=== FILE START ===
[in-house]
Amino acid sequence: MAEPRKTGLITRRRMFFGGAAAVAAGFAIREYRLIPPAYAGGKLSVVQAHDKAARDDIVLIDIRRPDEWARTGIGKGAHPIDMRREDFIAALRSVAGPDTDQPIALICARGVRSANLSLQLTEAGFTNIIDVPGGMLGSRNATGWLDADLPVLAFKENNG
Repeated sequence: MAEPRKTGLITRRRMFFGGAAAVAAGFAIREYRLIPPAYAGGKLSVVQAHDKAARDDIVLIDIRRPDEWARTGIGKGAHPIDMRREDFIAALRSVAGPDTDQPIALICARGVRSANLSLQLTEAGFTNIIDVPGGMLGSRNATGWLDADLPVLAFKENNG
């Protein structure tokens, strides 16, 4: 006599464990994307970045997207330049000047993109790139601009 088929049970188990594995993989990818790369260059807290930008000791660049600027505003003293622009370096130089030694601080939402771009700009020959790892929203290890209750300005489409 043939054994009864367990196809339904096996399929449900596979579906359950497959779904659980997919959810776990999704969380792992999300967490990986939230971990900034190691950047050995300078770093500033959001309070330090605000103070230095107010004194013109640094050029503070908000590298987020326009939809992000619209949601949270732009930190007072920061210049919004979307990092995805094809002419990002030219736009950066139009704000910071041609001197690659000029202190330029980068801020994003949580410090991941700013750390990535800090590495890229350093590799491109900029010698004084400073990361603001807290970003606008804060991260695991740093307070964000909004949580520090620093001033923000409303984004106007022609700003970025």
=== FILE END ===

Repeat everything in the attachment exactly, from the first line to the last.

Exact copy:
[in-house]
Amino acid sequence: MAEPRKTGLITRRRMFFGGAAAVAAGFAIREYRLIPPAYAGGKLSVVQAHDKAARDDIVLIDIRRPDEWARTGIGKGAHPIDMRREDFIAALRSVAGPDTDQPIALICARGVRSANLSLQLTEAGFTNIIDVPGGMLGSRNATGWLDADLPVLAFKENNG
Repeated sequence: MAEPRKTGLITRRRMFFGGAAAVAAGFAIREYRLIPPAYAGGKLSVVQAHDKAARDDIVLIDIRRPDEWARTGIGKGAHPIDMRREDFIAALRSVAGPDTDQPIALICARGVRSANLSLQLTEAGFTNIIDVPGGMLGSRNATGWLDADLPVLAFKENNG
């Protein structure tokens, strides 16, 4: 006599464990994307970045997207330049000047993109790139601009 088929049970188990594995993989990818790369260059807290930008000791660049600027505003003293622009370096130089030694601080939402771009700009020959790892929203290890209750300005489409 043939054994009864367990196809339904096996399929449900596979579906359950497959779904659980997919959810776990999704969380792992999300967490990986939230971990900034190691950047050995300078770093500033959001309070330090605000103070230095107010004194013109640094050029503070908000590298987020326009939809992000619209949601949270732009930190007072920061210049919004979307990092995805094809002419990002030219736009950066139009704000910071041609001197690659000029202190330029980068801020994003949580410090991941700013750390990535800090590495890229350093590799491109900029010698004084400073990361603001807290970003606008804060991260695991740093307070964000909004949580520090620093001033923000409303984004106007022609700003970025």